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The capacity to appeal to both the principles of freedom and belonging whilst shifting the balance between them is key to the long-term political success of the Conservatives. Their extraordinary tactical flexibility and pragmatism was captured in a conversation I had with Sir Dennis Thatcher shortly after the Conservative landslide defeat of 1997. I asked him what he thought we needed to do to win. He replied: ‘We must get back to basic Conservative principles—but don't ask me what they are’.
Now, the Conservative Party has once again shown its agility in embracing Brexit and forging a new electoral coalition.
Brexit and the remaking of the Conservative coalition
Just as Thatcherism was a reaction to economic and political failures of the 1970s, so Brexit is a reaction to the decade of low growth and low earnings, combined with austerity in public spending following the financial crash of 2008–9. And just as in the 1970s, the left saw this crisis of capitalism as its opportunity and Labour moved leftwards to Jeremy Corbyn, who looked for a moment as if he might be the beneficiary of these trends. But once again, the opportunity has instead been seized by the Conservatives. The alternative Brexit account of what had gone wrong has prevailed. Brussels over-regulated and held business back; it cost money which we could otherwise spend on the NHS; and it obliged us to let in migrants who drove down wages and increased pressure on public services. Those assertions may not be justified by the evidence, but overall they constituted a clear intuitive narrative.
The Conservative Party absorbed these beliefs, drawing on arguments and attitudes deep in the Conservative tradition hailing from a time where Whig grandees were opposed by far less grand local Tory squires. We are seeing again today's Conservative Party embracing the populism of ‘real people’ versus an out of touch ‘woke’ elite. It is an example of the Tory party's extraordinary capacity to cast itself as outsider even when in government.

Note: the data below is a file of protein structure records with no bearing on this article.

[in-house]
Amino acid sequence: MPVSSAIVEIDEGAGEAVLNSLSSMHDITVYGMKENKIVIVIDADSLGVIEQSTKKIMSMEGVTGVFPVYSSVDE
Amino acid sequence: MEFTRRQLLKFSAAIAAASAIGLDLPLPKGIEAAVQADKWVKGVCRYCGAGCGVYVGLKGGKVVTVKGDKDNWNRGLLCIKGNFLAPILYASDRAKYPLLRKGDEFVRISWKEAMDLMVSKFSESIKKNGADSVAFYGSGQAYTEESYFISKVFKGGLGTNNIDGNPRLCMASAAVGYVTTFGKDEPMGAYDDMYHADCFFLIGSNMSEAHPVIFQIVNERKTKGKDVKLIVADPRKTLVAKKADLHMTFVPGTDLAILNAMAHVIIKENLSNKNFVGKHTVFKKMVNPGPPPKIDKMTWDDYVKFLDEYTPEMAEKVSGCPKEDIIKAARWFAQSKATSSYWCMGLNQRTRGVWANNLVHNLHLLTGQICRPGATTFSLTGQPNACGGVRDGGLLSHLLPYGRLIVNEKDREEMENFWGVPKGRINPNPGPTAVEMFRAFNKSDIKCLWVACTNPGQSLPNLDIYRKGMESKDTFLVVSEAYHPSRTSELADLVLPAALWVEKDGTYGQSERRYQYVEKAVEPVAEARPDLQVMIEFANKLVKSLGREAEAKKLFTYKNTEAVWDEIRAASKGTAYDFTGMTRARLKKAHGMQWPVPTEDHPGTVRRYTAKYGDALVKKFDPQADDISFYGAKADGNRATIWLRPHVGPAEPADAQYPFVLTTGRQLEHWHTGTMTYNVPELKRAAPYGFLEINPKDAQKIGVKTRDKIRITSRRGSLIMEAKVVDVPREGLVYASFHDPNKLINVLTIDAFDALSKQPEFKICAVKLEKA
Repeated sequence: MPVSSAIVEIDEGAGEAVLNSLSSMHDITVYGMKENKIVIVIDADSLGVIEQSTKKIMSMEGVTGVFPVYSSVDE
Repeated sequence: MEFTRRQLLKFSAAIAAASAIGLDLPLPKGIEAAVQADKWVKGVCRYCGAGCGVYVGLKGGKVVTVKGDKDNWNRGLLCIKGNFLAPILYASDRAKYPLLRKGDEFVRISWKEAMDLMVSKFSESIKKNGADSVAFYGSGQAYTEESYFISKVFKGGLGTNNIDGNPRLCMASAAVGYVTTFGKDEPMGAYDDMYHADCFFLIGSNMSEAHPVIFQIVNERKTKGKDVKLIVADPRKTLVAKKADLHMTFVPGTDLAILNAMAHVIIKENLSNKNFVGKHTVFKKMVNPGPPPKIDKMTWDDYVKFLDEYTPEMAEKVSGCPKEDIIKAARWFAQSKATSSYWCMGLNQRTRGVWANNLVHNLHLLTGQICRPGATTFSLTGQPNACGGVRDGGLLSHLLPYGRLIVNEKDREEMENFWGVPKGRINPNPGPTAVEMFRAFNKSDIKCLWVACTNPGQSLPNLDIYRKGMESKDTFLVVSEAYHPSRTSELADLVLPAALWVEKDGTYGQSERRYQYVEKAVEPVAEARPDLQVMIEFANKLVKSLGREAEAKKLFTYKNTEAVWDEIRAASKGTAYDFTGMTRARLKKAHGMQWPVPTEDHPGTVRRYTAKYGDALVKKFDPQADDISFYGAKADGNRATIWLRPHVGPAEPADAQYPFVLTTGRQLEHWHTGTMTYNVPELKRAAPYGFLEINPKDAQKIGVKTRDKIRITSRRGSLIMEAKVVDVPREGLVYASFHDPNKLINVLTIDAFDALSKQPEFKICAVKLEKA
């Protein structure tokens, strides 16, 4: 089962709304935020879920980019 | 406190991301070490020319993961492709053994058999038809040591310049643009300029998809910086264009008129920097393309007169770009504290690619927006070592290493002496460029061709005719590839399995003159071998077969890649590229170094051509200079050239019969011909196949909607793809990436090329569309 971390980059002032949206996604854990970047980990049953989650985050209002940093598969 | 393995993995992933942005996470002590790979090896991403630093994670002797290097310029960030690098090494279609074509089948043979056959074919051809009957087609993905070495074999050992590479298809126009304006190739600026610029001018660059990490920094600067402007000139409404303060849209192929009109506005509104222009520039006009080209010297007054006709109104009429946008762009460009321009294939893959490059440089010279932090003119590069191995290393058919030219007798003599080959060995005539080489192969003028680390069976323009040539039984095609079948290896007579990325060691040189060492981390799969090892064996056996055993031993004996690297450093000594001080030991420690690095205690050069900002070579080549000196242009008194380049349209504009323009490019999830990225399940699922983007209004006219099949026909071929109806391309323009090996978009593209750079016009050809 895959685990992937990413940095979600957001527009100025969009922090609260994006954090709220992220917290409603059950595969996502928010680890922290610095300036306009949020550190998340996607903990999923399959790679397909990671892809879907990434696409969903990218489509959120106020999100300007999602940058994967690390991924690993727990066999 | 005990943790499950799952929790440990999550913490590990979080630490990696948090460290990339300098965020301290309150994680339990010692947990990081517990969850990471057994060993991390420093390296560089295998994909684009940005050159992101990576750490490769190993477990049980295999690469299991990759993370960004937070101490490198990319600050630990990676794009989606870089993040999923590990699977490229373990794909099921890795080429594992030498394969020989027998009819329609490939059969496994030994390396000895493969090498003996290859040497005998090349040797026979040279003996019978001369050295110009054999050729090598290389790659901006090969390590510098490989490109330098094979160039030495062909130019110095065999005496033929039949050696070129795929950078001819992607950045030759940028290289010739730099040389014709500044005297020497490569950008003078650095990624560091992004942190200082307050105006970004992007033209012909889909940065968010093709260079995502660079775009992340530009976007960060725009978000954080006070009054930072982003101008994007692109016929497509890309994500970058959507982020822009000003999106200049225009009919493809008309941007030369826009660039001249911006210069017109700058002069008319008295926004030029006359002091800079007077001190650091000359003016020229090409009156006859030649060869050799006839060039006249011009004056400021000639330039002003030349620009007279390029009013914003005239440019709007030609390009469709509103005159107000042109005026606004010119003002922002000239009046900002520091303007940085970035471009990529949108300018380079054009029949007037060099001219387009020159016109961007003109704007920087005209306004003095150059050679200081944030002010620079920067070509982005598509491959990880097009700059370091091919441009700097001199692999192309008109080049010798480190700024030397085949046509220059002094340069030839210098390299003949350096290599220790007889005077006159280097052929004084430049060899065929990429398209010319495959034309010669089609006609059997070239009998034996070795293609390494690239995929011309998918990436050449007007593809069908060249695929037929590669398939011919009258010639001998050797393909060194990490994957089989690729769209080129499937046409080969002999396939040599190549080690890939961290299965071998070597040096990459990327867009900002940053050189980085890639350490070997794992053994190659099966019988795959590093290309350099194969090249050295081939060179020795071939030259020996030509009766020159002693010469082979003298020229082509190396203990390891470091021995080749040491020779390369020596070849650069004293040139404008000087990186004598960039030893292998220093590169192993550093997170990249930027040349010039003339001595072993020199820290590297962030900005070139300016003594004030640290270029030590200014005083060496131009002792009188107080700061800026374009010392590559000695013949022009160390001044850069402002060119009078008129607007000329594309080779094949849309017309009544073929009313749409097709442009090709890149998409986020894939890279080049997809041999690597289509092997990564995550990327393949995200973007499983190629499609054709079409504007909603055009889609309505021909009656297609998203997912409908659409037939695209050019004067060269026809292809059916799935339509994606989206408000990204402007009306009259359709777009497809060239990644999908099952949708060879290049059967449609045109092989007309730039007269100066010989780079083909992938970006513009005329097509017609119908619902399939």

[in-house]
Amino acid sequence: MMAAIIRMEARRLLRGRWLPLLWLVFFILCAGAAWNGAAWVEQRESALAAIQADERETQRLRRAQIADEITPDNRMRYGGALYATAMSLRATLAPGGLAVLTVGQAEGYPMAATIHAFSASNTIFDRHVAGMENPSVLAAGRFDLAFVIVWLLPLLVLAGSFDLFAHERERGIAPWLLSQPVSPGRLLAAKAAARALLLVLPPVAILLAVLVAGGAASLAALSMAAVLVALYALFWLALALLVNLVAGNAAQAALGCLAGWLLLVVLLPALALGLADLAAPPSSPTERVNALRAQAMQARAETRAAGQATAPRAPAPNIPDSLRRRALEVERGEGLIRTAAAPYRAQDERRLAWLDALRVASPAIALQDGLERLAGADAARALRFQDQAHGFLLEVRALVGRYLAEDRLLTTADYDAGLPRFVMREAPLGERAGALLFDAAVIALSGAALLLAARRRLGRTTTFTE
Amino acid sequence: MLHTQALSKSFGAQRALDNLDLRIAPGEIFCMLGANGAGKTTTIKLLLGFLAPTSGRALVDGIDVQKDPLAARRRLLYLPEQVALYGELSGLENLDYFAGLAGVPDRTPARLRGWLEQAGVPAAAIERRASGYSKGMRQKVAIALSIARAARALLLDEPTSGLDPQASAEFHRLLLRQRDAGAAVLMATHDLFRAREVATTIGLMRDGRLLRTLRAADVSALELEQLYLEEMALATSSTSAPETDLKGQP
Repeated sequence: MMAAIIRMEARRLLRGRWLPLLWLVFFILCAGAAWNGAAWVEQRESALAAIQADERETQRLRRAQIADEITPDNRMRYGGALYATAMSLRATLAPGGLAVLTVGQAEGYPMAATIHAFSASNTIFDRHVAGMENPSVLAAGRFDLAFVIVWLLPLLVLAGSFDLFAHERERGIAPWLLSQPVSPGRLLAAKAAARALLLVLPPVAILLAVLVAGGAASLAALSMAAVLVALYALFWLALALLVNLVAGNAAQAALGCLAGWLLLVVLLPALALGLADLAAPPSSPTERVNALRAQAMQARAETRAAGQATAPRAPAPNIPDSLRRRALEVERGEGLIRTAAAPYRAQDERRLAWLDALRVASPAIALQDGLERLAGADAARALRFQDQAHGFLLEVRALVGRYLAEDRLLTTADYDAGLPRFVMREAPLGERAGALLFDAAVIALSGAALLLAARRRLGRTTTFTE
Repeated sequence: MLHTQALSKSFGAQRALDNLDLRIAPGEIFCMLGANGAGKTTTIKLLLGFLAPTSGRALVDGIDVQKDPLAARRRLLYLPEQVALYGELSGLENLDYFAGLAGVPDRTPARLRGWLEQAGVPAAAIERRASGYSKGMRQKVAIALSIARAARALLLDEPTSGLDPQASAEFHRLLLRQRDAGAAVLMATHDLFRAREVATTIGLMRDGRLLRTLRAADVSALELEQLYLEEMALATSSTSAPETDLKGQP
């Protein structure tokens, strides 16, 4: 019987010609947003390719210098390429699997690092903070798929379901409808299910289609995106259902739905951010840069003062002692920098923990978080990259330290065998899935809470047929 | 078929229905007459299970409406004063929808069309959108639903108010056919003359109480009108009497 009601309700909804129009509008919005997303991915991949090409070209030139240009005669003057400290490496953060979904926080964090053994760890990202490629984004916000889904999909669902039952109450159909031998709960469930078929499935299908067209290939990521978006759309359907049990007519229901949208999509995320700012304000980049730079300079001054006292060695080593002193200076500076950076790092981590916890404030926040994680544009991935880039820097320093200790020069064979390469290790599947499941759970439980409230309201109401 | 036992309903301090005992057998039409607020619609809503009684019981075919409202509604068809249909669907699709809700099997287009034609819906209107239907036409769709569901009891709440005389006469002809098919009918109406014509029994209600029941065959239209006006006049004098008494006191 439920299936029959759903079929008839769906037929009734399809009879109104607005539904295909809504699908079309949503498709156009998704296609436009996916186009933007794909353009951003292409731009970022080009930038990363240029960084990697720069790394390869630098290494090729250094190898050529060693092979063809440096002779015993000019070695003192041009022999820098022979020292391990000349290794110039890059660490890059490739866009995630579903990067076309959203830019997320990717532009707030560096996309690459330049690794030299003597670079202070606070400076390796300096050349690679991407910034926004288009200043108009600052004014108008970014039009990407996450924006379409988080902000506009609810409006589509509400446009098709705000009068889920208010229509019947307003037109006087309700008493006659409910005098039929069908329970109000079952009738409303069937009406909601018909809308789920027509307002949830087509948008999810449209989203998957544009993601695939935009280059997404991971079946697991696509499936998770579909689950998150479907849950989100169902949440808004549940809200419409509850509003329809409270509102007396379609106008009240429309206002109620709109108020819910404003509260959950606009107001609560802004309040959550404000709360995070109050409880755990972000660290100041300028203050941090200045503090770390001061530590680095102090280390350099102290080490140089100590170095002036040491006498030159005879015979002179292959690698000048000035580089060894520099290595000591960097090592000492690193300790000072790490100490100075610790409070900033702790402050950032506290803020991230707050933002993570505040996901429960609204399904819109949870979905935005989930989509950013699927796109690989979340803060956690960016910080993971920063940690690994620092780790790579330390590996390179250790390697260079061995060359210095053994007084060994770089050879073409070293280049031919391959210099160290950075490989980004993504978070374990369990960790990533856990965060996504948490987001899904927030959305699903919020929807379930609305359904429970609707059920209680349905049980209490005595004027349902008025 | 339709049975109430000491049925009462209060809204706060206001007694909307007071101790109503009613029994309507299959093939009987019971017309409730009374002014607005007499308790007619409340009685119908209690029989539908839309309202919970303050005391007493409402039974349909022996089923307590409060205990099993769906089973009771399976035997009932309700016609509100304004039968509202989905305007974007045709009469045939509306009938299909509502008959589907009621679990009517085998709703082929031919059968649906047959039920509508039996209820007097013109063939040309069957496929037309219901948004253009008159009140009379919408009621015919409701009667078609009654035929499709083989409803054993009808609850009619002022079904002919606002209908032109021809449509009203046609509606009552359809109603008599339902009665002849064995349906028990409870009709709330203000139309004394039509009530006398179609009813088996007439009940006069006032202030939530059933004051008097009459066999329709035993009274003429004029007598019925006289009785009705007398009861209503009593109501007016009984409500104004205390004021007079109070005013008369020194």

Where next for conservatism? The new political divide is age
Historic strands in conservatism such as these are all precursors to today's Tory strategy of appealing to the ‘red wall’. Initially, Conservatives faced a major threat from Nigel Farage's UKIP, which could have split the Tory vote. That was the key factor leading David Cameron in 2013 to promise a referendum. He followed the classic Conservative strategy of denying political space to a separate party out on the right.
The Conservative share of the vote has increased successively in every election since the landslide defeat of 1997—initially rather modestly and from a very low base, but sustaining the trend over six elections is still an extraordinary electoral achievement.
The two-party system is back—at least in England. Brexit helped dislodge a group of predominantly working class voters from Labour. UKIP was by 2015 ‘the most working-class party in Britain’. Brexit then moved them on to support the Conservatives.